I usually hate reading the Belief Blog. But a lot of the comments here missed the point. I am not religious or particularly spiritual. I believe in emotions and intellect. But the part of the article that struck home with me was this: "Because I told him about my experience with the pine and the oaks, he decided to make a life using his problems to help others." Have you ever tried to spot something in a picture (a puzzle), and once someone pointed it out to you it was obvious? Clarity and communication are the keys. She finally understood something, and she communicated this to her son, and it helped him. I applaud that.

    October 9, 2011 at 10:38 am |
  19. kathy

    For some reason I cannot reply to Rose's post, but I would like to respectfully disagree with her that this is "Just another indulgence of extremely rich people." It is not.

    Last year I helped an Eagle Scout build a labyrinth in Charlotte's inner city at an African American Church. This church is located in one of the poorest and roughest areas of town. . yet because of the partnership with my church, the members of their congregations had walked a labyrinth and understood what an incredible spiritual tool it could be. . . . The labyrinth cost less than $2000 to build, lots of love and sweat equity went into it. .and it has blessed the members of that congregation, and others living in the neighborhood.

    Most labyrinths are not personal labyrinths. They are built at retreat centers, churches, parks (there is a wonderful labyrinth in the waterfront park in Georgetown, just outside of DC) and even in business parks.

    The labyrinth is not just for the wealthy. It is for everyone. The only requirement for walking the labyrinth is that you come with "An open mind."

    I would like to invite those who are critical to try walking one. ..

    October 9, 2011 at 10:36 am |
    • Joseph Mzutrnski

      the Godless are always defensive because they know, in the end, they will at long last turn to God and not their ridiculous "science" that now claims there is an infinite number of universes rather than finally admit we live in a created Universe, with a Creator, and His laws....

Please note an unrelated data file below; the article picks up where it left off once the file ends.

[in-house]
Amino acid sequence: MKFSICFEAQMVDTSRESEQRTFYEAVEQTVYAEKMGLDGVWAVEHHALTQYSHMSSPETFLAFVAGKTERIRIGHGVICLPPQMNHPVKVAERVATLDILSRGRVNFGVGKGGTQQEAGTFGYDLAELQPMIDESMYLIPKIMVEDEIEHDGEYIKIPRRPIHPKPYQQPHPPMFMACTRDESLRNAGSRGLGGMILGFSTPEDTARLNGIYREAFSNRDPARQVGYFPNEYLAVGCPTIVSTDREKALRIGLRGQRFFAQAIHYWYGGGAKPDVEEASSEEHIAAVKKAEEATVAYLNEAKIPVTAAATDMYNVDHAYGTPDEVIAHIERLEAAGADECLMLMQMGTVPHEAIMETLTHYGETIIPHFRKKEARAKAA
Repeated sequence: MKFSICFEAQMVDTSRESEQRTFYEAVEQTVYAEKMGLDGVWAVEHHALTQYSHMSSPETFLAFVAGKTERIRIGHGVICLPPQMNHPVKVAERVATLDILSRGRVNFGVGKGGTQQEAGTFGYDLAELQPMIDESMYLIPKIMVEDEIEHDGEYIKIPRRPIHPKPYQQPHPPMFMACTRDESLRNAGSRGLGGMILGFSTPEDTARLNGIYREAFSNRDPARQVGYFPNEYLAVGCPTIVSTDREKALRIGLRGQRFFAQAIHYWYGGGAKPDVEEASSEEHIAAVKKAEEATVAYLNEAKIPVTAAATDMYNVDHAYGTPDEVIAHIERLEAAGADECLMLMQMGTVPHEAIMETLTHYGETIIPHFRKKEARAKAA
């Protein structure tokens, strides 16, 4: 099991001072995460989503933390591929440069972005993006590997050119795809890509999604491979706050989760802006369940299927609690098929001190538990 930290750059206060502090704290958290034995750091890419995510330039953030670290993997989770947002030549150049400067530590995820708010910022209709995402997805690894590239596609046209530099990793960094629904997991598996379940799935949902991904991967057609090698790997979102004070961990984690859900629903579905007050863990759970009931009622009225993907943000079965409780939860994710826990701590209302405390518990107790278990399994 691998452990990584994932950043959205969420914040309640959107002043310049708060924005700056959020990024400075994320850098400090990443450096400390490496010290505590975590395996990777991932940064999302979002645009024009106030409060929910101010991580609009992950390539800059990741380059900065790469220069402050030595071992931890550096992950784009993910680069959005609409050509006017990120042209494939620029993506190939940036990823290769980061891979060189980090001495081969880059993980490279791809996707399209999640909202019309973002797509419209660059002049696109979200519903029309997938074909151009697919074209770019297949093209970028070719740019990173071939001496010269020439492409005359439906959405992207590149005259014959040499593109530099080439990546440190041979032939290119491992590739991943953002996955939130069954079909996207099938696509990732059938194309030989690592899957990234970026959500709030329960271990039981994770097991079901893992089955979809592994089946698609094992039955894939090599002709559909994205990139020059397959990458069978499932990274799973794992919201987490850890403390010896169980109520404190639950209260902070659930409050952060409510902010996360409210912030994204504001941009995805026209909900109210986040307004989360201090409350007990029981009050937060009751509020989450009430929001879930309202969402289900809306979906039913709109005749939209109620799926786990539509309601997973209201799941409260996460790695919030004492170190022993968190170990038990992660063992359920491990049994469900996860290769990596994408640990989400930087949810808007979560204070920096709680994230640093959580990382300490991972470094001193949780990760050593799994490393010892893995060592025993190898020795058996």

October 9, 2011 at 10:40 am |
    • Peace2All

      @Joseph Mzutrnski

      Wow... way to go, Joe. You just made yourself sound like an ignorant a-s-s with that comment.

      October 9, 2011 at 10:46 am |
    • Aezell

      @Joey "rather than finally admit we live in a created Universe" Why would anyone sane admit to that when there is ZERO evidence? Meanwhile, science uses the same laws you say are "ridiculous" to be able to make the computer processor you used to be able to log on this chat site. Oh but we should believe a 2000 year old book of fairy tales by barbaric middle eastern goat herders over all of the functioning technology in front of our face right?

      You are an intellectual joke.

      October 9, 2011 at 10:54 am |
    • EHSdude

      Hi Kathy. Actually that is *exactly* what this is. The indulgence of a wealthy nincompoop. People who are so prideful and so vane so as to refuse to recognize that they are imperfect beings in an imperfect world will do and say anything to assuage their empty lifestyle. Whether it's a labyrinth or some new age yogi, or scientology, the result is still the same. Foolish misdirection.

      October 9, 2011 at 10:54 am |
    • Freethinksman

      @joseph: You're confusing something you have chosen to believe without evidence for something that actually exists. Certainty without evidence is called credulousness or religious faith, and contrary to what you have been told, it is not a virtue. For those who cannot stand living in an uncertain world, it offers a wet blanket of comfort. For those who embrace the uncertainty, and live good lives without having been commanded by an imaginary jailer to do so, life is a wonderful set of mysteries. Science *is* marginalizing religion, and the more we learn, the more obvious it becomes that this one life we have is more valuable than can be imagined. Take off the religious blinders and you'll immediately appreciate how lucky you really are to be alive.

      October 9, 2011 at 10:57 am |
  20. musings

    Outside a prehistoric tomb in Ireland, Bru na Boyne, there are "megaliths" – carved stones, with swirling patterns which nobody has deciphered. But they seem to some to be the paths of stars in the heavens, as seen from earth, over the seasons. Similar cultures existed in parts of France and elsewhere. I'm not sure we even know why the cathedral floors, where you can see these labyrinths, were constructed. Was it something which had nothing to do with the Mass and christianity? Was it something earlier brought in like many of the gargoyles and mythologies? Anyway, the central experience seems to be meditative, and creative. It worked for Sally, and it helped her.

    October 9, 2011 at 10:36 am |
1 2 3 4 5 6 7 8 9 10 11 12 13 14 15 16 17 18 19
About this blog

The CNN Belief Blog covers the faith angles of the day's biggest stories, from breaking news to politics to entertainment, fostering a global conversation about the role of religion and belief in readers' lives. It's edited by CNN's Daniel Burke with contributions from Eric Marrapodi and CNN's worldwide news gathering team.